Optimization of Beamforming using Genetic Algorithm and IPSLP Algorithm in MIMO-OFDM System

DOI : 10.17577/IJERTCONV4IS16024

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Optimization of Beamforming using Genetic Algorithm and IPSLP Algorithm in MIMO-OFDM System

N. Nagajothi1,

1PG Scholar,Department of ECE,

SSM Institute of Engineering and Technology, Dindigul, Tamilnadu, India

Dr. S. Karthigai Lakshmi2,

2Associate Professor, Department of ECE,

SSM Institute of Engineering and Technology, Dindigul, Tamilnadu, India

Abstract- Beamforming is the signal processing technique used to control the directionality of transmission and reception of signals. This paper proposes beamforming design in transmitter and receiver for multiple-input and multiple-output (MIMO) with orthogonal frequency-division multiplexing (OFDM). The transmit (Tx) beam formers are set to Null Space and the receive (Rx) beam formers are calculated its signal-to-noise (SNR) while satisfying an orthogonality condition to eliminate the interferences. Joint optimization of TxRx beam formers that combines SNR and signal-to-interference-plus-noise ratio (SINR) maximization. To optimize the minimum solution, Genetic algorithm and Interior Point Solver with Linear Programming Algorithm were used which will provide a better performance by reducing the bit error rate (BER). Global minima have obtained from GA and Local minima obtained from IPSLP. This system provides faster beamforming and improved error performance with comparison of both algorithms.

Keywords: Beam forming, MIMO, OFDM, Signal to Noise Ratio, Signal to Interference Plus Noise Ratio.


    MIMO-OFDM is the foundation for most advanced wireless local area network (Wireless LAN) and mobile broadband network standards because it achieves the greatest spectral efficiency and, therefore, delivers the highest capacity and data throughput. MIMO indicates more than just the presence of multiple transmit antennas (multiple input) and multiple receive antennas (multiple output). While multiple transmit antennas can be used for beamforming, and multiple receive antennas can be used for diversity, the word MIMO refers to the simultaneous transmission of multiple signals (spatial multiplexing) to multiply spectral efficiency (capacity). OFDM enables reliable broadband communications by distributing user data across a number of closely spaced, narrowband sub channels.[1] This arrangement makes it possible to eliminate the biggest obstacle to reliable broadband communications, inter symbol interference (ISI). ISI occurs when the overlap between consecutive symbols is large compared to the symbols duration. Normally, high data rates require shorter duration symbols, increasing the risk of ISI. By dividing a high-rate data stream into numerous low- rate data streams, OFDM enables longer duration symbols. A cyclic prefix (CP) may be inserted to create a (time) guard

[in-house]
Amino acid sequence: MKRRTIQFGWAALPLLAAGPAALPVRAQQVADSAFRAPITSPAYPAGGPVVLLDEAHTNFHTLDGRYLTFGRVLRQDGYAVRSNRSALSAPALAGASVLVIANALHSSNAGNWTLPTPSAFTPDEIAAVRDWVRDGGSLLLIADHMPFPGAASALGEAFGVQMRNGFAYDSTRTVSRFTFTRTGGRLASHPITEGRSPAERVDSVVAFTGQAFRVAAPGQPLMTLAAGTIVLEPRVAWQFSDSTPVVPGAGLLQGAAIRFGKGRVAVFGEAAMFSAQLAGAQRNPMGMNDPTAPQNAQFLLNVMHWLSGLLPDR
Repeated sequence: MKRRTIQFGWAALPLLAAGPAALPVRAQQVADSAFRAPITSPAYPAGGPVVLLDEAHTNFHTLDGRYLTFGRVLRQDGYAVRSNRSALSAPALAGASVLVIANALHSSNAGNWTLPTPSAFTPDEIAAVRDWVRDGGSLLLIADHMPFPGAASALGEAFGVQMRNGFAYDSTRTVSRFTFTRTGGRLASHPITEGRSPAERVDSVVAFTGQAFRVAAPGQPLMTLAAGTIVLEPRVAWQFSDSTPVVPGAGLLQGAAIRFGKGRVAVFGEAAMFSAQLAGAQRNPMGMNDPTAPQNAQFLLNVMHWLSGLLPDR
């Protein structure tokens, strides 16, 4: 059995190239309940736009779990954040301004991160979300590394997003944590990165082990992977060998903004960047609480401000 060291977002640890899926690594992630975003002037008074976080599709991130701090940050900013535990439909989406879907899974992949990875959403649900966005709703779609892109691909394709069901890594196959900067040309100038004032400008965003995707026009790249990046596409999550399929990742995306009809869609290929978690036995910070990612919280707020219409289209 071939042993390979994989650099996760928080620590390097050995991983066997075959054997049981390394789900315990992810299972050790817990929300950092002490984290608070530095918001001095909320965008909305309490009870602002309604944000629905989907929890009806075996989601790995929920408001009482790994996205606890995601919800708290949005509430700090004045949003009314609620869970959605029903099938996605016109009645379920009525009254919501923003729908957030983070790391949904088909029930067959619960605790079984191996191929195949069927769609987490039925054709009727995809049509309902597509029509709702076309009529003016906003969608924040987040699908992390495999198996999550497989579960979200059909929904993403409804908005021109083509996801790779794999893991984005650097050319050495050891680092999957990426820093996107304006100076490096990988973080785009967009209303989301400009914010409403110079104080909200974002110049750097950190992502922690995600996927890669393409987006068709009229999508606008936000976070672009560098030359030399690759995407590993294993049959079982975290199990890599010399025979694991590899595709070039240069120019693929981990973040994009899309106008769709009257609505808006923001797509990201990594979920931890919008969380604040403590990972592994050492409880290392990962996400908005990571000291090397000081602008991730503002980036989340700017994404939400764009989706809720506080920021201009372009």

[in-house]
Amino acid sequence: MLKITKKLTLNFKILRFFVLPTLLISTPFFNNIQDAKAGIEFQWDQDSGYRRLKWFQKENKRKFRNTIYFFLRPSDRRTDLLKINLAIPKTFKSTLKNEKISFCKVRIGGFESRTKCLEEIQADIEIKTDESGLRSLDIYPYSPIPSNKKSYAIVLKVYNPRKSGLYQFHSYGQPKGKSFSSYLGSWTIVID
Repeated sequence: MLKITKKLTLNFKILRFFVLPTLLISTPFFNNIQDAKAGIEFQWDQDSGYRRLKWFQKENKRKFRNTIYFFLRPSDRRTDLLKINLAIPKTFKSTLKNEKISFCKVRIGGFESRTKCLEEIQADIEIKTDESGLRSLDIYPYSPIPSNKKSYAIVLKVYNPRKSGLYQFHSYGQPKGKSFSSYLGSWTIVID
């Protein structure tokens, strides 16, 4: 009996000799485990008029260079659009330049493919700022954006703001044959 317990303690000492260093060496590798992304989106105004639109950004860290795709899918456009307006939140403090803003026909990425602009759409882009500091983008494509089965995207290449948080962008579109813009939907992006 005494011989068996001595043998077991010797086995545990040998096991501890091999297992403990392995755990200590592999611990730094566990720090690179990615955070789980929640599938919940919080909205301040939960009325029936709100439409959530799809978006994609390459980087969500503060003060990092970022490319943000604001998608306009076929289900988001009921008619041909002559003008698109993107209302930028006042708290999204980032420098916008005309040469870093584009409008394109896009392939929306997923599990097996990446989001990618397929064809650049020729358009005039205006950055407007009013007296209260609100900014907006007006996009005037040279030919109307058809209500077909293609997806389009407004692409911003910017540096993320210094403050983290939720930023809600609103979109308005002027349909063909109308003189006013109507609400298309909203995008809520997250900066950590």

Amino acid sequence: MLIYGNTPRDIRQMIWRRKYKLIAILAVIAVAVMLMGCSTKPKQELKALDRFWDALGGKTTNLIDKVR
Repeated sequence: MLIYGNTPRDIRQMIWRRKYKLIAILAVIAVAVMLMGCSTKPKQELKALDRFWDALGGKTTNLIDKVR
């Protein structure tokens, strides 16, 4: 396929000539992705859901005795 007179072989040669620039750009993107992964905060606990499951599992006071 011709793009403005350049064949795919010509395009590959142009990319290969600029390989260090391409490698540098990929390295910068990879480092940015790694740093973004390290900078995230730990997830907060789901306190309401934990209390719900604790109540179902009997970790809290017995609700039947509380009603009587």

interval that prevents ISI entirely. If the guard interval is longer than the delay spreadthe difference in delays experienced by symbols transmitted over the channelthen there will be no overlap between adjacent symbols and consequently no inter symbol interference. Though the CP slightly reduces spectral capacity by consuming a small percentage of the available bandwidth, the elimination of ISI makes it an exceedingly worthwhile tradeoff. A key advantage of OFDM is that fast Fourier transforms (FFTs) may be used to simplify implementation. Fourier transforms convert signals back and forth between the time domain and frequency domain. Consequently, Fourier transforms can exploit the fact that any complex waveform may be decomposed into a series of simple sinusoids. In signal processing applications, discrete Fourier transforms (DFTs) are used to operate on real-time signal samples. DFTs may be applied to composite OFDM signals, avoiding the need for the banks of oscillators and demodulators associated with individual subcarriers. Fast Fourier transforms are numerical algorithms used by computers to perform DFT calculations.[2] FFTs also enable OFDM to make efficient use of bandwidth. The sub channels must be spaced apart in frequency just enough to ensure that their time-domain waveforms are orthogonal to each other. In practice, this means that the sub channels are allowed to partially overlap in frequency.

    MIMO-OFDM is a particularly powerful combination because MIMO does not attempt to mitigate multipath propagation and OFDM avoids the need for signal equalization. MIMO-OFDM can achieve very high spectral efficiency even when the transmitter does not possess channel state information (CSI). When the transmitter does possess CSI (which can be obtained through the use of training sequences), it is possible to approach the theoretical channel capacity. CSI may be used, for example, to allocate different size signal constellations to the individual subcarriers, making optimal use of the communications channel at any given moment of time MIMO techniques are used in OFDM (MIMO-OFDM) to enhance the system performance and it is capable of increasing the channel capacity even under severe channel condition. OFDM can also be used in multi-user co- operative communications system by assigning subcarrier to different users for overall transmit power reduction.